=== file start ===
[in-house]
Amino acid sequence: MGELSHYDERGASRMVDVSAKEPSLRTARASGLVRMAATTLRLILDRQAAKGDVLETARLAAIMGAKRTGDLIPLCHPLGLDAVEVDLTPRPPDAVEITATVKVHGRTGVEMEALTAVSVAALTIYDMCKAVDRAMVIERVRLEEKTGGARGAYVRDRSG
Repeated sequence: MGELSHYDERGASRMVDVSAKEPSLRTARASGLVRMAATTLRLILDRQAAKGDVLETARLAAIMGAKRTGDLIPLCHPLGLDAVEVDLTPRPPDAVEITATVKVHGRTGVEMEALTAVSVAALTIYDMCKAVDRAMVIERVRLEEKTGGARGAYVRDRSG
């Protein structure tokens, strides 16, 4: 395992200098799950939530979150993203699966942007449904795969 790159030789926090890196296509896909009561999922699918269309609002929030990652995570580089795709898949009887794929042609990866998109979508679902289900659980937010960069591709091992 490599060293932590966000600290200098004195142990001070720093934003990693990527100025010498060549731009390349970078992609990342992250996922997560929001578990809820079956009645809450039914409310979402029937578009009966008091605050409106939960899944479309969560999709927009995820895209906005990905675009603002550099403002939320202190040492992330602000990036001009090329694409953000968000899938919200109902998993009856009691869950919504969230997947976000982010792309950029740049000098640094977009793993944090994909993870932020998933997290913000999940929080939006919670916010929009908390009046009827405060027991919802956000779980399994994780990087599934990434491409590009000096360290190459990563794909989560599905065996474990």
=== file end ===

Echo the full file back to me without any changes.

[in-house]
Amino acid sequence: MGELSHYDERGASRMVDVSAKEPSLRTARASGLVRMAATTLRLILDRQAAKGDVLETARLAAIMGAKRTGDLIPLCHPLGLDAVEVDLTPRPPDAVEITATVKVHGRTGVEMEALTAVSVAALTIYDMCKAVDRAMVIERVRLEEKTGGARGAYVRDRSG
Repeated sequence: MGELSHYDERGASRMVDVSAKEPSLRTARASGLVRMAATTLRLILDRQAAKGDVLETARLAAIMGAKRTGDLIPLCHPLGLDAVEVDLTPRPPDAVEITATVKVHGRTGVEMEALTAVSVAALTIYDMCKAVDRAMVIERVRLEEKTGGARGAYVRDRSG
């Protein structure tokens, strides 16, 4: 395992200098799950939530979150993203699966942007449904795969 790159030789926090890196296509896909009561999922699918269309609002929030990652995570580089795709898949009887794929042609990866998109979508679902289900659980937010960069591709091992 490599060293932590966000600290200098004195142990001070720093934003990693990527100025010498060549731009390349970078992609990342992250996922997560929001578990809820079956009645809450039914409310979402029937578009009966008091605050409106939960899944479309969560999709927009995820895209906005990905675009603002550099403002939320202190040492992330602000990036001009090329694409953000968000899938919200109902998993009856009691869950919504969230997947976000982010792309950029740049000098640094977009793993944090994909993870932020998933997290913000999940929080939006919670916010929009908390009046009827405060027991919802956000779980399994994780990087599934990434491409590009000096360290190459990563794909989560599905065996474990």